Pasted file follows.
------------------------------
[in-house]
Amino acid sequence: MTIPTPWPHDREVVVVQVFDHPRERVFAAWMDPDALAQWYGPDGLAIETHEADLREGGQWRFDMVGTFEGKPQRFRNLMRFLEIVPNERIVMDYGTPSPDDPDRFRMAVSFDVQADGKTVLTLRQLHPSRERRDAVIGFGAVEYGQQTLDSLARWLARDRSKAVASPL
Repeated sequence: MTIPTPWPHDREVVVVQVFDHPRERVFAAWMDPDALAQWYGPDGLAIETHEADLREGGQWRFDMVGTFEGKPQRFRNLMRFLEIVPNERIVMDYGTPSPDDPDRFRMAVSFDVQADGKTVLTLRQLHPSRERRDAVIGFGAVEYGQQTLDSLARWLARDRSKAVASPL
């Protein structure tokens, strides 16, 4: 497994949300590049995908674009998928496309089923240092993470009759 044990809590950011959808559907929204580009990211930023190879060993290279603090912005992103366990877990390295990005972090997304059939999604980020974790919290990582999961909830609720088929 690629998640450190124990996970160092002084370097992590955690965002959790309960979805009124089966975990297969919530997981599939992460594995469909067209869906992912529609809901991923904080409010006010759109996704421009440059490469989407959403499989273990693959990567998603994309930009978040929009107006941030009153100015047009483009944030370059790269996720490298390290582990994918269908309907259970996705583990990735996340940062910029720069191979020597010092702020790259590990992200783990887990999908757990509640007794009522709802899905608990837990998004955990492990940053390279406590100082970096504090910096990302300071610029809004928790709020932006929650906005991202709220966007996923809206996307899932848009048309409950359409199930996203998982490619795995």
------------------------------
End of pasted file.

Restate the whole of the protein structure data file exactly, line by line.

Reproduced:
[in-house]
Amino acid sequence: MTIPTPWPHDREVVVVQVFDHPRERVFAAWMDPDALAQWYGPDGLAIETHEADLREGGQWRFDMVGTFEGKPQRFRNLMRFLEIVPNERIVMDYGTPSPDDPDRFRMAVSFDVQADGKTVLTLRQLHPSRERRDAVIGFGAVEYGQQTLDSLARWLARDRSKAVASPL
Repeated sequence: MTIPTPWPHDREVVVVQVFDHPRERVFAAWMDPDALAQWYGPDGLAIETHEADLREGGQWRFDMVGTFEGKPQRFRNLMRFLEIVPNERIVMDYGTPSPDDPDRFRMAVSFDVQADGKTVLTLRQLHPSRERRDAVIGFGAVEYGQQTLDSLARWLARDRSKAVASPL
């Protein structure tokens, strides 16, 4: 497994949300590049995908674009998928496309089923240092993470009759 044990809590950011959808559907929204580009990211930023190879060993290279603090912005992103366990877990390295990005972090997304059939999604980020974790919290990582999961909830609720088929 690629998640450190124990996970160092002084370097992590955690965002959790309960979805009124089966975990297969919530997981599939992460594995469909067209869906992912529609809901991923904080409010006010759109996704421009440059490469989407959403499989273990693959990567998603994309930009978040929009107006941030009153100015047009483009944030370059790269996720490298390290582990994918269908309907259970996705583990990735996340940062910029720069191979020597010092702020790259590990992200783990887990999908757990509640007794009522709802899905608990837990998004955990492990940053390279406590100082970096504090910096990302300071610029809004928790709020932006929650906005991202709220966007996923809206996307899932848009048309409950359409199930996203998982490619795995």